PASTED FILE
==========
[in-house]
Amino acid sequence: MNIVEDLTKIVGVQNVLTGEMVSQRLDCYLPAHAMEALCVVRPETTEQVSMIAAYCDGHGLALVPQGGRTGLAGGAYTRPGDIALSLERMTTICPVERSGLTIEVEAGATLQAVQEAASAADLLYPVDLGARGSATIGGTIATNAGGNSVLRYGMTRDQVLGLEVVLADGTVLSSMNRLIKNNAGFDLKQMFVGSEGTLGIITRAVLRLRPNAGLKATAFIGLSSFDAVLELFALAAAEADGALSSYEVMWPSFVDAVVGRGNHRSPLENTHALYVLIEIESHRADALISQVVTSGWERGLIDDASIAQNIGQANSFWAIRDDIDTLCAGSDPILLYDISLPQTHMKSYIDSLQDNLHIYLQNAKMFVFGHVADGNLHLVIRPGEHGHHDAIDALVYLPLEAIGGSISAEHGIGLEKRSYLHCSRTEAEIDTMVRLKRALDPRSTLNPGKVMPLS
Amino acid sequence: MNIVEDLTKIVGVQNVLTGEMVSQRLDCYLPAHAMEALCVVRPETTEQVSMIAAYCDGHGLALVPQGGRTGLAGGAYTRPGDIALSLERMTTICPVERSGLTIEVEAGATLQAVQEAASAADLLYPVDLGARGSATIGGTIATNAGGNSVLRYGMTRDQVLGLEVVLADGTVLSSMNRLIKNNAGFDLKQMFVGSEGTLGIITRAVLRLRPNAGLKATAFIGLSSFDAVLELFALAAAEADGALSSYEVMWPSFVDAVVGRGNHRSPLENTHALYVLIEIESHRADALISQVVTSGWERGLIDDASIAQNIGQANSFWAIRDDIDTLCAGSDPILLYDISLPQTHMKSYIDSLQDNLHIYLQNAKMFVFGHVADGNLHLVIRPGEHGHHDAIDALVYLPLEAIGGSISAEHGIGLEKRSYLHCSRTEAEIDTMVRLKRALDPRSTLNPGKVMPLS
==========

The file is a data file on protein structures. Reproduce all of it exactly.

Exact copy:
[in-house]
Amino acid sequence: MNIVEDLTKIVGVQNVLTGEMVSQRLDCYLPAHAMEALCVVRPETTEQVSMIAAYCDGHGLALVPQGGRTGLAGGAYTRPGDIALSLERMTTICPVERSGLTIEVEAGATLQAVQEAASAADLLYPVDLGARGSATIGGTIATNAGGNSVLRYGMTRDQVLGLEVVLADGTVLSSMNRLIKNNAGFDLKQMFVGSEGTLGIITRAVLRLRPNAGLKATAFIGLSSFDAVLELFALAAAEADGALSSYEVMWPSFVDAVVGRGNHRSPLENTHALYVLIEIESHRADALISQVVTSGWERGLIDDASIAQNIGQANSFWAIRDDIDTLCAGSDPILLYDISLPQTHMKSYIDSLQDNLHIYLQNAKMFVFGHVADGNLHLVIRPGEHGHHDAIDALVYLPLEAIGGSISAEHGIGLEKRSYLHCSRTEAEIDTMVRLKRALDPRSTLNPGKVMPLS
Amino acid sequence: MNIVEDLTKIVGVQNVLTGEMVSQRLDCYLPAHAMEALCVVRPETTEQVSMIAAYCDGHGLALVPQGGRTGLAGGAYTRPGDIALSLERMTTICPVERSGLTIEVEAGATLQAVQEAASAADLLYPVDLGARGSATIGGTIATNAGGNSVLRYGMTRDQVLGLEVVLADGTVLSSMNRLIKNNAGFDLKQMFVGSEGTLGIITRAVLRLRPNAGLKATAFIGLSSFDAVLELFALAAAEADGALSSYEVMWPSFVDAVVGRGNHRSPLENTHALYVLIEIESHRADALISQVVTSGWERGLIDDASIAQNIGQANSFWAIRDDIDTLCAGSDPILLYDISLPQTHMKSYIDSLQDNLHIYLQNAKMFVFGHVADGNLHLVIRPGEHGHHDAIDALVYLPLEAIGGSISAEHGIGLEKRSYLHCSRTEAEIDTMVRLKRALDPRSTLNPGKVMPLS